The more common way of consuming hemp is through a plant based protein powder either alone or in a blend. This way you can receive all its amino acids and other nutrients in much higher amounts without the big hit of fat.


cooked red, white, and black quinoa

Known as an ancient seed, quinoa was eaten by the Inca’s back in the day, and is VERY nutritious and a known superfood containing all the nutrients needed for life. It’s so nutritionally well-rounded that you can literally eat it on its own (although it’s pretty bland, so you may find it needs herbs and spices to liven it up). It’s best used as a rice alternative, but also great used cold in salads, or as a high protein, low GI porridge for breakfast. You really can’t get a better start to the day than a bowl of nutrient dense, high fiber quinoa.

Quinoa comes in lots of varieties, but the kind you will mostly find in the supermarket are of the white, red and black variety, which you’ll find is more than ample for your needs. You can also buy tri-coloured quinoa which is a blend of all 3, so great for getting the best of them all with different tastes and textures to make it more interesting. You’ll find most supermarkets and health food stores will stock this awesome seed, especially now the plant based eating explosion has hit new heights and they are catering to new needs.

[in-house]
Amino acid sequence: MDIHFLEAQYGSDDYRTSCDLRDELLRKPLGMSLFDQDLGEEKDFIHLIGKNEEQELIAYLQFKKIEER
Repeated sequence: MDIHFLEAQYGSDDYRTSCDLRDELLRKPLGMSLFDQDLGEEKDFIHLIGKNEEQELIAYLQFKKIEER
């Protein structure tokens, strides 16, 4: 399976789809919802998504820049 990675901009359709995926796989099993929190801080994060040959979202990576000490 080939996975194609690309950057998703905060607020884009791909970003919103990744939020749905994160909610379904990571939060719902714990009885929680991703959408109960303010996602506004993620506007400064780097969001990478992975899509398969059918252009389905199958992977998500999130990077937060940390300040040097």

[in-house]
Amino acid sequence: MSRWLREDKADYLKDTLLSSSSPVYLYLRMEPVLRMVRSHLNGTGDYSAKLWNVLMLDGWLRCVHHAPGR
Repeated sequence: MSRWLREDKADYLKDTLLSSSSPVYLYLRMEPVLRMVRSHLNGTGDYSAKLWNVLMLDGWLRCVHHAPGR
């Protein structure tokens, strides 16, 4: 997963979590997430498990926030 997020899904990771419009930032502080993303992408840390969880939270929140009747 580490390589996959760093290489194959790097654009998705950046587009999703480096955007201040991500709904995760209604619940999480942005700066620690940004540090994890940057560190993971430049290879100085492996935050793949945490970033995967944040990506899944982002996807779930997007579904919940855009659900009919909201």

Protein Powders

green smoothies

I’m not saying you would definitely need one of these, but they are so handy to have in the cupboard for those days when you just know you haven’t been able to fulfill your protein needs. And if you’re in training of any kind, then I would say you will more than likely need one, especially if you don’t want to lose muscle mass like I did.